Etihad ‘threatens’ to withdraw from Alitalia investment

Abu Dhabi airline CEO says Italian government has failed to keep its promises on Alitalia which is interested in acquiring a stake in Air Malta 

Etihad’s chairman and CEO James Hogan said he was “disappointed” with the Italian government
Etihad’s chairman and CEO James Hogan said he was “disappointed” with the Italian government

Abu Dhabi airline Etihad which owns 49% of Alitalia is having second thoughts on its investment in the airline because of the Italian government’s failure to honour a number of promises. 

Various reports in the Italian media say that Etihad are “threatening” to withdraw its investment after a mere 18 months, with Alitalia currently losing €500,000 a day.

In an interview with Italia daily newspaper Il Corriere Della Sera, Etihad’s chairman and CEO James Hogan said he was “disappointed” with the Italian government led by Matteo Renzi because “a number of the condition precedents haven’t been met.” 

While insisting that Abu Dhabi airline is committed to Alitalia he warned that the government should do its part. “We’re committed to the partnership, to tackle these issues, but frankly as an investor we need Italy to support us.”

Earlier this year, Alitalia signed a Memorandum of Understanding with ther Maltese government over the possible acquisition of 49% of Air Malta by the Italian airline.

However, Prime Minister Joseph Muscat is very close to terminating the agreement signed with Alitalia in April as there are serious doubts on whether it will benefit the country and Air Malta’s employees.

If Etihad pull out of Alitalia, it would definitely spell the end of Alitalia’s interest in Air Malta because the Italian airline’s future will be on the line. 

Reports in the Italian media paint a bleak picture of Alitalia’s future given that Etihad are only willing to invest more money in new aircraft and expand its operations if it is allowed to use Italy as a hub for intercontinental flights and carry out a restructuring process. 

One of Etihad’s main bones of contention is the Italian government’s failure to allow the airline to use Linate airport in Milan as its base for intercontinental flights and link Milan to the US and the Middle East.

However, the Italian government has failed to get permission from the EU to allow flights to non-EU destinations from Linate. 

“We simply want to see liberalisation, because all the airports in the world can’t tell you when you can and can’t fly. London City, Heathrow or Gatwick. Three airports that are open for all. But here in Italy you‘ve got Linate restricted. So we can’t use it as effectively as we want to,” Hogan said.

Hogan is also concerned with the strong presence of low-cost airlines, with Ryanair increasing its market share from 20% to 50% in the 18 months since Etihad invested $2.4 billion in Alitalia. 

“In most markets of the world national carriers are protected to some degree so that as I mentioned earlier, but here in Italy you have six low cost airlines and you have none at Heathrow and none in Paris Charles de Gaulle,” Hogan said.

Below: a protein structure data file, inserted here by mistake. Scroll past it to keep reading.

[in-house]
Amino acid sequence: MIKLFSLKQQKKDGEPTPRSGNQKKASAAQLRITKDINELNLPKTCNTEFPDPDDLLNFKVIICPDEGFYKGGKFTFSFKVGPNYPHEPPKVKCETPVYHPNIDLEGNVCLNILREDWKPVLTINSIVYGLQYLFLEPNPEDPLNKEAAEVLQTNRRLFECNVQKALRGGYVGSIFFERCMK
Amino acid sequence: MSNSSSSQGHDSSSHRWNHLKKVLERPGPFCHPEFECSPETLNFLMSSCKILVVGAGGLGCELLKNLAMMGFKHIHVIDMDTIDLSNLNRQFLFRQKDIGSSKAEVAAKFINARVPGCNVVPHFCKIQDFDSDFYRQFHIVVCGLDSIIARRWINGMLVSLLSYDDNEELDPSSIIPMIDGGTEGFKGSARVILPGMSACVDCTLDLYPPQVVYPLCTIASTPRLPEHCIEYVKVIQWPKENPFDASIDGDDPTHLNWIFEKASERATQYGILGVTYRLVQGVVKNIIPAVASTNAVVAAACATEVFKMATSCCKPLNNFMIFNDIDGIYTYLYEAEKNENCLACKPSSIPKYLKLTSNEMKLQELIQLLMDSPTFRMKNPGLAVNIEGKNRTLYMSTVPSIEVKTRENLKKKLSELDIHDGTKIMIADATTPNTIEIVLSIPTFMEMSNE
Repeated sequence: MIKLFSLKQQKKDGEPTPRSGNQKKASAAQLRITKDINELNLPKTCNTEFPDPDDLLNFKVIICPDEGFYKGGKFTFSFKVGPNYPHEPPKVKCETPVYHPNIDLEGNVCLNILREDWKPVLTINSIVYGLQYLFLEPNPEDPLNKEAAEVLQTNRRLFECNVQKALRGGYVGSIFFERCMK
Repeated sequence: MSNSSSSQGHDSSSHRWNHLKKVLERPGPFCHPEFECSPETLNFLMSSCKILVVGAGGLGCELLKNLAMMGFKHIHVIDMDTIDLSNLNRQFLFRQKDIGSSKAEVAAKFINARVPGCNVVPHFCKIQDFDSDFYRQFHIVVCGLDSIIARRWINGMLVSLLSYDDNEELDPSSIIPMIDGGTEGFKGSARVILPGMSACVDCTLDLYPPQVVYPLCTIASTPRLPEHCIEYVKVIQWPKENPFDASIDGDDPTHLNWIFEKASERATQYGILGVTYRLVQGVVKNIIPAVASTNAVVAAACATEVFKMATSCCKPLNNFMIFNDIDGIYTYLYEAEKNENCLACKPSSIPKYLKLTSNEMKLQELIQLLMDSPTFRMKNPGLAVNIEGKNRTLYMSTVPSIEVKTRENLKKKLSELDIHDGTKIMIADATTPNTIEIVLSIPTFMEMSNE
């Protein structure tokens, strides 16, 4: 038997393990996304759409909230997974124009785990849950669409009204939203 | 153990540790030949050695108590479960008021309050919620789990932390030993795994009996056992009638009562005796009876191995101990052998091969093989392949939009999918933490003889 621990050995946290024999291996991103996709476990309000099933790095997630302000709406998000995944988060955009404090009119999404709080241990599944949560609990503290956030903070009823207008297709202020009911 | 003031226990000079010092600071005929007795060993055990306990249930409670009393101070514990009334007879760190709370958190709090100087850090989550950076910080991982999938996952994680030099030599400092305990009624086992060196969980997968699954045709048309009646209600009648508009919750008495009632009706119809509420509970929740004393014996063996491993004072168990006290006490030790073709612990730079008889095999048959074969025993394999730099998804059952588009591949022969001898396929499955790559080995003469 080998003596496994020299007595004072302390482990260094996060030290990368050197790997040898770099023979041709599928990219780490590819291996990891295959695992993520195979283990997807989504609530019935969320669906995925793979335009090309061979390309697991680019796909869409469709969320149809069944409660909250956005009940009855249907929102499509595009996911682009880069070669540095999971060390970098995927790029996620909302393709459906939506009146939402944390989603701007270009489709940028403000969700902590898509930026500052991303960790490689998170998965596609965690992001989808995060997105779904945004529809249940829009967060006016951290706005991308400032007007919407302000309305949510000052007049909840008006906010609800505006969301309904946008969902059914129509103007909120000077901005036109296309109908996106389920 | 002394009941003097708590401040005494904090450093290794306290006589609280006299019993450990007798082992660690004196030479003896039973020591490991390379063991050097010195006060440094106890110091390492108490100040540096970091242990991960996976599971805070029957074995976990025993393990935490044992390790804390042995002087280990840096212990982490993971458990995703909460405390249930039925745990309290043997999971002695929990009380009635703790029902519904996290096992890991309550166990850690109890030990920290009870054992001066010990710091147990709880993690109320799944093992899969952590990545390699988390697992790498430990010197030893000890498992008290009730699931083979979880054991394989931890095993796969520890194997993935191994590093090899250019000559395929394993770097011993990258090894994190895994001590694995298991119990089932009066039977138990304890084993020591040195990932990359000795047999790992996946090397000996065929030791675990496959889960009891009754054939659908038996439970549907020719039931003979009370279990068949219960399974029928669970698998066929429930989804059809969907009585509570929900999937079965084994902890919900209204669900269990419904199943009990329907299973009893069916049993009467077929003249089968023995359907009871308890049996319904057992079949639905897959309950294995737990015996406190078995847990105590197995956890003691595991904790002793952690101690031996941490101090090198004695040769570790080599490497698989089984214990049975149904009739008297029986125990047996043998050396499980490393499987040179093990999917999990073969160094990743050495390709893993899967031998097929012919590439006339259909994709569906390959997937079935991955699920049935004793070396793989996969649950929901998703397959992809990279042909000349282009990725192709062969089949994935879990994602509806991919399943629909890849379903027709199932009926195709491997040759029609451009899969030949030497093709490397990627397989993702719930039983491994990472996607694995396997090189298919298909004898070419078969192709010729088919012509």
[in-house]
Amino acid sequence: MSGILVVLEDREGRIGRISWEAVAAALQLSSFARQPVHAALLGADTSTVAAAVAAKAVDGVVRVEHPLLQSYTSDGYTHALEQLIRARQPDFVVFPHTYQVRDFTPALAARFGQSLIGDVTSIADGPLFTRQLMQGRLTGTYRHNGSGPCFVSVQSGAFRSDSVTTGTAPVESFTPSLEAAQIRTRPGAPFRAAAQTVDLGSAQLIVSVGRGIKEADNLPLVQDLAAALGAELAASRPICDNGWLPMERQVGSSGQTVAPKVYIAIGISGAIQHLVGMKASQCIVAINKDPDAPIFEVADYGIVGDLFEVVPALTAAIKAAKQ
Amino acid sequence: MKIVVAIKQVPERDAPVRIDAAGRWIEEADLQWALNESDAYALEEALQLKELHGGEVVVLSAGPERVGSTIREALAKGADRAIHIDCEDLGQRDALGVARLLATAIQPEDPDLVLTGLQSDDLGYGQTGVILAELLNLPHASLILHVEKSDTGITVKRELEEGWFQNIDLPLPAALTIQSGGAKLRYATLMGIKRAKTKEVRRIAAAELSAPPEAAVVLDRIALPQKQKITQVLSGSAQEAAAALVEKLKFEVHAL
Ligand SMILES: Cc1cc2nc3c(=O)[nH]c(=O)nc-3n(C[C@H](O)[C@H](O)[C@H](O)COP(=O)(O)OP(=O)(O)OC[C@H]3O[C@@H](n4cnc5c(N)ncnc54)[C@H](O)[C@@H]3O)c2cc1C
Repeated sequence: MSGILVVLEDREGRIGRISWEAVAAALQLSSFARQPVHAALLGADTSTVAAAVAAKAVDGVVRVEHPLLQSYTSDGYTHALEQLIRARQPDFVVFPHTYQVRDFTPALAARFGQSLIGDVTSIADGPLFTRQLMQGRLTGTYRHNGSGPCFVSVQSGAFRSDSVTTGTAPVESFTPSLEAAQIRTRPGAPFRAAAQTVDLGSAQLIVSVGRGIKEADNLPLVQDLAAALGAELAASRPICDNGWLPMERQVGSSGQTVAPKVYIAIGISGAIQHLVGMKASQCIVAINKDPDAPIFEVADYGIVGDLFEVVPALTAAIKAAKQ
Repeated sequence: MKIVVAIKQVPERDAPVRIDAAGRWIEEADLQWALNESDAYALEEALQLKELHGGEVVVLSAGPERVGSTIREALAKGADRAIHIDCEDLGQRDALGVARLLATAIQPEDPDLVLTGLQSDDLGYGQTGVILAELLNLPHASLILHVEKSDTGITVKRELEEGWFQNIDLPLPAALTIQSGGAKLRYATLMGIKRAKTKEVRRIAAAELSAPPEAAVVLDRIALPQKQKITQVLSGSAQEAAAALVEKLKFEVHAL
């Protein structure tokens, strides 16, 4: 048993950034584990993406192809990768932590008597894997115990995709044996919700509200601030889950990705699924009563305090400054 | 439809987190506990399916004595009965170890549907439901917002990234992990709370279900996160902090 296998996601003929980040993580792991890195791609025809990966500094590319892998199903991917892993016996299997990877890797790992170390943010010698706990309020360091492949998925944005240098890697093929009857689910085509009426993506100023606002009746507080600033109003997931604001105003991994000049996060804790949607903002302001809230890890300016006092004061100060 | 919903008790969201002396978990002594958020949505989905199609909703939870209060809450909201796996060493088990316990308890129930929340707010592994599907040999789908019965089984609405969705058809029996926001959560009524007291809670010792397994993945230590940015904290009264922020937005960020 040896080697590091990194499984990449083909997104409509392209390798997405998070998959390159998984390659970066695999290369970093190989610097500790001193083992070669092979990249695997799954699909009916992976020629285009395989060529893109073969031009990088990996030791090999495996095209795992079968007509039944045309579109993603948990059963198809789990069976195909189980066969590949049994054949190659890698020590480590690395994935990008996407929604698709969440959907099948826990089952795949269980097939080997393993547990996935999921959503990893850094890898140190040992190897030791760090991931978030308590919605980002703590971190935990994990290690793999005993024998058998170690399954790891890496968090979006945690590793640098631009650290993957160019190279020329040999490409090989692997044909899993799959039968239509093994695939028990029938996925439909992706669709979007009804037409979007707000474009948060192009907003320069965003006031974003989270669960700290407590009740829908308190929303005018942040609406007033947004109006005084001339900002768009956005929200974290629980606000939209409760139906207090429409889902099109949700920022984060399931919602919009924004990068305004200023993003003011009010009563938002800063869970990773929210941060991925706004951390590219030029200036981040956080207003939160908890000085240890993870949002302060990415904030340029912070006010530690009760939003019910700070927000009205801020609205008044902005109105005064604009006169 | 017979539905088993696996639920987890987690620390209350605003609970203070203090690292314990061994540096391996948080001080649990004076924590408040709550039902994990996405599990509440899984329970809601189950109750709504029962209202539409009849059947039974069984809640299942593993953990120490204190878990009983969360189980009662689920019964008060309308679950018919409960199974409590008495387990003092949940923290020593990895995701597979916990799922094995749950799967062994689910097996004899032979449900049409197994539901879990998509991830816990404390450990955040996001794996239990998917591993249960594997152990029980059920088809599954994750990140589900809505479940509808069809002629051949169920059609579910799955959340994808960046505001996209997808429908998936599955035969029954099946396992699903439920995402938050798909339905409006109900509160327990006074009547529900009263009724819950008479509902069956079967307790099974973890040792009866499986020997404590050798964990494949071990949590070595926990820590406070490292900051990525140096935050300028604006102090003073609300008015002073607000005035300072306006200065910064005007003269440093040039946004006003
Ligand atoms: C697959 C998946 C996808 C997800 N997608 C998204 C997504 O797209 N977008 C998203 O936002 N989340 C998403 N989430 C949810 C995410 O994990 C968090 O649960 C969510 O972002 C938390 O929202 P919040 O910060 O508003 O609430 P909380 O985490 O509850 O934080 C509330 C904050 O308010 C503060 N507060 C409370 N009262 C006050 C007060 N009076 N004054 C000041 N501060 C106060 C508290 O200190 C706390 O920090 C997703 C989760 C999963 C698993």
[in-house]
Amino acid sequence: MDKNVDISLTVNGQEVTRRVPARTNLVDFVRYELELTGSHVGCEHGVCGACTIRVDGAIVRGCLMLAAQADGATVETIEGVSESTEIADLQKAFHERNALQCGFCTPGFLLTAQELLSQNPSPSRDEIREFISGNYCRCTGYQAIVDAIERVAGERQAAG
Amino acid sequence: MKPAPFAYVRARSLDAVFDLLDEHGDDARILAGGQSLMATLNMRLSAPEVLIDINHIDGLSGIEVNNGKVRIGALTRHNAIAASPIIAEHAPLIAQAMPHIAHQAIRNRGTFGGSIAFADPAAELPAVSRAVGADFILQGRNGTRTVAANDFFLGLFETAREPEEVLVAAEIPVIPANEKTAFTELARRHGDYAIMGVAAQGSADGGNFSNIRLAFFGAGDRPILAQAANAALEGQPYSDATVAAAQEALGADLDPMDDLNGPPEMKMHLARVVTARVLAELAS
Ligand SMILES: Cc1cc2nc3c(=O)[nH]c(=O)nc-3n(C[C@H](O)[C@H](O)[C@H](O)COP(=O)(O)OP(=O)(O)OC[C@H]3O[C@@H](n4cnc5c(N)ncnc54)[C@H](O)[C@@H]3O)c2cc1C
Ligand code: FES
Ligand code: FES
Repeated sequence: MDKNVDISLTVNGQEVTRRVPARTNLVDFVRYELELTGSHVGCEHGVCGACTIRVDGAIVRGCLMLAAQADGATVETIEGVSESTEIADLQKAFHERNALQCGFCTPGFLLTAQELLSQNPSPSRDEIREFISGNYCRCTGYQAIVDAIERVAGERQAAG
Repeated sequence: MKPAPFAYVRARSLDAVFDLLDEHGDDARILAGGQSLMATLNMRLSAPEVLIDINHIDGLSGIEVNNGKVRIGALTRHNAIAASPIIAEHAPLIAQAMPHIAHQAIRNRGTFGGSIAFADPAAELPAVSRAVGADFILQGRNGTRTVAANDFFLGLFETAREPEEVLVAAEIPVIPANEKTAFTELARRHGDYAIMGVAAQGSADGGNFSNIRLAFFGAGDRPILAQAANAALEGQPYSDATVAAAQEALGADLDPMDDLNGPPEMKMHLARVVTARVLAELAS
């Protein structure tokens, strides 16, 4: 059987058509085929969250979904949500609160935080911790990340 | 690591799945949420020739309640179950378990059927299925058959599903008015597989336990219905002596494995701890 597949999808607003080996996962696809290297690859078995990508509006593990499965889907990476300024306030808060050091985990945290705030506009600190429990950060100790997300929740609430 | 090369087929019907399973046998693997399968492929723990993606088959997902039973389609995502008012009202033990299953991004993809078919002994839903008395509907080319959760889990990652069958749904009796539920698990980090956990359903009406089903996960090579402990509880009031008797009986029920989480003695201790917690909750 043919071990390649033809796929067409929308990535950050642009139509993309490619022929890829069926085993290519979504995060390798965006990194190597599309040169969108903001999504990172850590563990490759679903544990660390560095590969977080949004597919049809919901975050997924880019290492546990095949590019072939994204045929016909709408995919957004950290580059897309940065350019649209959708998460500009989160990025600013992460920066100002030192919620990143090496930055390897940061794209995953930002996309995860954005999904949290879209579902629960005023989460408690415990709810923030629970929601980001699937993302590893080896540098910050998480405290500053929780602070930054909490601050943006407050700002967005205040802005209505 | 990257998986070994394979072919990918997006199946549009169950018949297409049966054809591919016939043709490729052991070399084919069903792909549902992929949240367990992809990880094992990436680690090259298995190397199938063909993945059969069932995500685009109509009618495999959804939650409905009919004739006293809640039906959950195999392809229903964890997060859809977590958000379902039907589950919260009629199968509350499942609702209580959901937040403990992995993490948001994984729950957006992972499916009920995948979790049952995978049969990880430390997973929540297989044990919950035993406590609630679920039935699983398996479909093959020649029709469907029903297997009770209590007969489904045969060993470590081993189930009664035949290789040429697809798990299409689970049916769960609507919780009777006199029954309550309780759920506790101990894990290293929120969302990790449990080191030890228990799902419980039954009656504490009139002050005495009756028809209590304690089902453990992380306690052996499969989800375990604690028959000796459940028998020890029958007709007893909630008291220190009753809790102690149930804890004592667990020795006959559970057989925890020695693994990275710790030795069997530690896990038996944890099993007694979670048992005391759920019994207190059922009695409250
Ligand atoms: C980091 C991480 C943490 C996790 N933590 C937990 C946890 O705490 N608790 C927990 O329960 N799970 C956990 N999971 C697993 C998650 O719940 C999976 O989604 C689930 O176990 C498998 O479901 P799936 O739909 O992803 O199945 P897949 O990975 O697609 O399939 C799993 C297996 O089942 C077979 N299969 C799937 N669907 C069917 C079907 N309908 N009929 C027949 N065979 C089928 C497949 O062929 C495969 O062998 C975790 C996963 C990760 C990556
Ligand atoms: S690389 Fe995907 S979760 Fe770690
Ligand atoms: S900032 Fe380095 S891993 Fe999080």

Asked whether he has brought this up with Renzi, Hogan said “We do. We raise these issues with the Minister of Transport. What we see in other national carriers, we believe Alitalia should be treated the same.”

He added that “Alitalia is rebuilding, Alitalia needs to get back on its feet. The competitive issues and the economic issues are our job and we’ll tackle those. But the stakeholders of Italy Inc must also help the Italian carriers. If they don’t, that’s a major concern.”

Hogan also hinted at a downsizing exercise, pointing out that the market is changing and legacy airlines such as British Airways and Iberia underwent a restructuring process in order to compete with easyJet and Ryanair. 

“You see us being back with brand, product and service to be competitive. But we need to continue the restructuring to become more efficient. Taking advantage of technology and finding ways that people are more productive.”

“How does Alitalia use its workforce more effectively? How can it maximize the number of hours aircraft can fly? And maximizing the legal use of workers. As long as things are done, of course, within the legislative framework.”

Hogan added “we may need to downsize, but if we grow the business in the longer term and bring on more aircraft, we may downsize in one part of the business with skillsets that are no longer relevant and grow in other parts of the business where we can employ more pilots, more cabin crew and more engineers.”

Likewise, Air Malta has been undergoing a restructuring process costing some €230 million ever since it was given the green light for state aid under strict European Commission rules. 

With low cost giant Ryanair close to taking the majority market share of the incoming passenger market to Malta and Air Malta’s financial sustainability in serious doubt, the part-privatisation of Air Malta is a priority for Muscat’s government. 

MaltaToday is informed that Alitalia are due to take a final decision on the acquisition of Air Malta this month following a rigorous due diligence exercise. 

But last week Muscat insisted that all options were on the table, and no deal would be signed with Alitalia if it would not give Air Malta the ultimate benefits.